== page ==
The Harvard polo club opened its short indoor season Saturday with a 13-5 loss to Yale at the Army in New Haven. The Elis broke open what had been a close match in the second chukker with a deluge of seven goals, which proved almost their eventual margin of victory.
"The game reflected our inexperience," captain Bill Griffen said yesterday. The team had a month of practice under its belt, with primary emphasis on riding skills and elementary mallet work.
The rules of polo are designed to prevent collisions and injury to horse and rider, and Harvard was guilty of fouls throughout the contest. Most were examples of players in the wrong place and failing to play through the ball.
The most common Crimson offense was obstructing the right of way of the player closest to the ball.
The Gang of Three
The starting three of Griffen, Bobo Tanner, and Cabot Lodge scored all five goals. Griffen put the ball in the eight-foot-wide goal three times while Tanner and Lodge each hit a ball home. Three Crimson players--Lodge, Brooks Newmark, and Emily Harris--were playing in their first intercollegiate game.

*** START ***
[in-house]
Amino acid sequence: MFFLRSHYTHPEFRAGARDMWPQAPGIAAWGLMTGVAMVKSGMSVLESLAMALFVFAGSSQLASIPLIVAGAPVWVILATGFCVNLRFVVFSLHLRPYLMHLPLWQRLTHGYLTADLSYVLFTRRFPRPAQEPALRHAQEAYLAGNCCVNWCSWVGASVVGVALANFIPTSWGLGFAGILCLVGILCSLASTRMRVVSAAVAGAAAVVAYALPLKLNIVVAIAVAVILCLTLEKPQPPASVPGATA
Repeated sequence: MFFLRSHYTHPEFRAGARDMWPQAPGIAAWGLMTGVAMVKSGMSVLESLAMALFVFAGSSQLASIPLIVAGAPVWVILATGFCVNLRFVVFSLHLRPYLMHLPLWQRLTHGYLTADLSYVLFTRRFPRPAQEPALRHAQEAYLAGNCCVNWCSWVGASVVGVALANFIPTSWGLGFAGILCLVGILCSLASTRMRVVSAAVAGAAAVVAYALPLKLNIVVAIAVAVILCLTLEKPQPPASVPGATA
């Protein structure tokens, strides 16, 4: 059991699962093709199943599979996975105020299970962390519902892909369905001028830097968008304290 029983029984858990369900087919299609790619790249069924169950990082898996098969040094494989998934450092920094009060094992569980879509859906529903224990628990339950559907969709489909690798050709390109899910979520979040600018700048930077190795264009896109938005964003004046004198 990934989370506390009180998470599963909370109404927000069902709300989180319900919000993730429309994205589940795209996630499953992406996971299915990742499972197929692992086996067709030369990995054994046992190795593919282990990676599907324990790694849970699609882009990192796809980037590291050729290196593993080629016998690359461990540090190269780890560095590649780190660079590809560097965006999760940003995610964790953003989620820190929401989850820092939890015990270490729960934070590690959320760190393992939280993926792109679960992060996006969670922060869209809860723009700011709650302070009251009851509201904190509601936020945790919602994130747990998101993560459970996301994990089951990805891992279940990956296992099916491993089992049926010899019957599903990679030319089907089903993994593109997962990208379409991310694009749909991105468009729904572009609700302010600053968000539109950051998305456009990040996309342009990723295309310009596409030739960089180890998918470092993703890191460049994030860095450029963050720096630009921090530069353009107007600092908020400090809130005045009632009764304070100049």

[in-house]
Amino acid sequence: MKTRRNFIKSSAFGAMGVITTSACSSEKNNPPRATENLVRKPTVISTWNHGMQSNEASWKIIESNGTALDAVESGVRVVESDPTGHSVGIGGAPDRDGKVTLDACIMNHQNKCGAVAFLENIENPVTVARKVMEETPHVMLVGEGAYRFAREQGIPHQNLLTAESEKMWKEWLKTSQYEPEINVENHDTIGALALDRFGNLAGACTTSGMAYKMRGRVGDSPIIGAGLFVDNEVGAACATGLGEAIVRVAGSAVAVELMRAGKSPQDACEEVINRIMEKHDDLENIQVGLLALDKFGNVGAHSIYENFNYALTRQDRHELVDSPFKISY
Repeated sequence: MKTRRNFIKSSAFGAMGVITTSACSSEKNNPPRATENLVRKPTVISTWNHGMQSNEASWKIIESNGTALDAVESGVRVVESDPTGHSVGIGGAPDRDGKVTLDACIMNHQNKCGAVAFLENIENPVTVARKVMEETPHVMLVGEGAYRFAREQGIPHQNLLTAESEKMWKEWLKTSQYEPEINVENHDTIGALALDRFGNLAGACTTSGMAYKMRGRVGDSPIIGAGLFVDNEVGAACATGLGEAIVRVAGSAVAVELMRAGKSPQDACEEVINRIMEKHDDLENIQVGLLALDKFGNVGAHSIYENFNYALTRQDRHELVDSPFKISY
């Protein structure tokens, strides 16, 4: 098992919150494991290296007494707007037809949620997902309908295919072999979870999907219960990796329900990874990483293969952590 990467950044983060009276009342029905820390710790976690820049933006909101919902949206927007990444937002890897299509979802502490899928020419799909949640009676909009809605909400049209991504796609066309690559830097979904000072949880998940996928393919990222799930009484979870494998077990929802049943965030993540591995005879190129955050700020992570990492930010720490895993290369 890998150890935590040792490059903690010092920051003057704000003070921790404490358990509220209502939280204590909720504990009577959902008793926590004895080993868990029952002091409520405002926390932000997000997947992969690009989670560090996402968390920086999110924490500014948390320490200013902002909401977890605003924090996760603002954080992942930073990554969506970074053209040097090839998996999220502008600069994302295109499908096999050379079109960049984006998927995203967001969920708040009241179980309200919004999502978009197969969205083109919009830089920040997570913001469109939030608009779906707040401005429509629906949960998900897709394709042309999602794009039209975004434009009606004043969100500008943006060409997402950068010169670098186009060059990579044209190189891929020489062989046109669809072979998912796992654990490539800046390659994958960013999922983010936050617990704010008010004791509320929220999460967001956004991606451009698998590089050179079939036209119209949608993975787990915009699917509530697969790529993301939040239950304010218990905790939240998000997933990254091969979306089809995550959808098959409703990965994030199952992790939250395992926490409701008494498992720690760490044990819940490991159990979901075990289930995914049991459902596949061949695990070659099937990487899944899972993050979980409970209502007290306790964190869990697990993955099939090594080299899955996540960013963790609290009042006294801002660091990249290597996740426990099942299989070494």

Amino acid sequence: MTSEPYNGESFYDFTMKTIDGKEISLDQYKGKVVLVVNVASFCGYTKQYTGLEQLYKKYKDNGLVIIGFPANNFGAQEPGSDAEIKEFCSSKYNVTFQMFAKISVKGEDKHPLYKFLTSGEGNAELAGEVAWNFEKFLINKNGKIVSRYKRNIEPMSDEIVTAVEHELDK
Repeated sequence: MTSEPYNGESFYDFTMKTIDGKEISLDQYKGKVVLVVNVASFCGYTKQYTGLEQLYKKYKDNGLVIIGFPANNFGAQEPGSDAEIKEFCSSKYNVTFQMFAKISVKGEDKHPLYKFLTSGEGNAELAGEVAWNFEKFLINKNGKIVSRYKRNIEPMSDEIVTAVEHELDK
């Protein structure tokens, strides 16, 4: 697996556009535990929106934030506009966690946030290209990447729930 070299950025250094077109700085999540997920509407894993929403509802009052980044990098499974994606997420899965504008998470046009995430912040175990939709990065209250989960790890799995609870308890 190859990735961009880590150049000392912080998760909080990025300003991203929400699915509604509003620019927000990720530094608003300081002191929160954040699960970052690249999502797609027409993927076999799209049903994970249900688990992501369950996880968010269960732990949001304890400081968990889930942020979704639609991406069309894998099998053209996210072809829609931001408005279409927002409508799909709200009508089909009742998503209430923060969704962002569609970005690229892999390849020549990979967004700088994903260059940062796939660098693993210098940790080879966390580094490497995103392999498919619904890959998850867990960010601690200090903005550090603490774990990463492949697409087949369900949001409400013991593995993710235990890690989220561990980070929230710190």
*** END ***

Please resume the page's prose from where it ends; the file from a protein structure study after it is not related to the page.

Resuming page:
The approximately 15-member club, which includes some graduate students, receives no funds from the University. The club's five horses are kept in Wellesley where the daily practices take place.
In the spring, the horses are moved to the Myopia Hunt Club's stables for the outdoor season where the club will be able to host matches.
Next weekend, the squad travels to Vermont for a series of matches hosted by Norwich University. The team will not have to ride their horses to the north country because in college polo the host team provides the visitors with their mounts.
The club has scheduled matches with Skidmore, Cornell, UConn, the University of Virginia and Princeton in the next three months. Then, with the melting of the March snows, the outdoor season begins and Harvard will join the battle for the inter-collegiate championship.